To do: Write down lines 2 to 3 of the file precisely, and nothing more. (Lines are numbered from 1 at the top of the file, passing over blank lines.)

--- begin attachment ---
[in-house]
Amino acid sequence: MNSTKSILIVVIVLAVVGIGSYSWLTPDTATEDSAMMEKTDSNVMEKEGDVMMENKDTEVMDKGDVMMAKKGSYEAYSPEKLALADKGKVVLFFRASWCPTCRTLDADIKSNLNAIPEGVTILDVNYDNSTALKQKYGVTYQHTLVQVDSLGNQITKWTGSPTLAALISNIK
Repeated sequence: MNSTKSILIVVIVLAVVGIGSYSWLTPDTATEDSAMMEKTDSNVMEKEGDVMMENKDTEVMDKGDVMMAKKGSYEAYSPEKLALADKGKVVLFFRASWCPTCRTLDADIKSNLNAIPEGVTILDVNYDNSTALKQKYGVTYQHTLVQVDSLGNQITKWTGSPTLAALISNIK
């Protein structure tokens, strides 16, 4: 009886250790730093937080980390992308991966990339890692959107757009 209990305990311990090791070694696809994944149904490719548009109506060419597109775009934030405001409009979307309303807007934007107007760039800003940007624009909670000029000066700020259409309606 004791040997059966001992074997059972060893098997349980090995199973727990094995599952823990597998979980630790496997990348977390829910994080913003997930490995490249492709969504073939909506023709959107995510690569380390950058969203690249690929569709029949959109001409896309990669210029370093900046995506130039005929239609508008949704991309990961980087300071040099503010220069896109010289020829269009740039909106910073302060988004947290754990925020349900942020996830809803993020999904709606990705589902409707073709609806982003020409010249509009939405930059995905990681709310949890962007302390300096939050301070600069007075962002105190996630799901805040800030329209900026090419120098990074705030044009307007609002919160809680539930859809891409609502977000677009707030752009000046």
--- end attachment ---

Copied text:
Amino acid sequence: MNSTKSILIVVIVLAVVGIGSYSWLTPDTATEDSAMMEKTDSNVMEKEGDVMMENKDTEVMDKGDVMMAKKGSYEAYSPEKLALADKGKVVLFFRASWCPTCRTLDADIKSNLNAIPEGVTILDVNYDNSTALKQKYGVTYQHTLVQVDSLGNQITKWTGSPTLAALISNIK
Repeated sequence: MNSTKSILIVVIVLAVVGIGSYSWLTPDTATEDSAMMEKTDSNVMEKEGDVMMENKDTEVMDKGDVMMAKKGSYEAYSPEKLALADKGKVVLFFRASWCPTCRTLDADIKSNLNAIPEGVTILDVNYDNSTALKQKYGVTYQHTLVQVDSLGNQITKWTGSPTLAALISNIK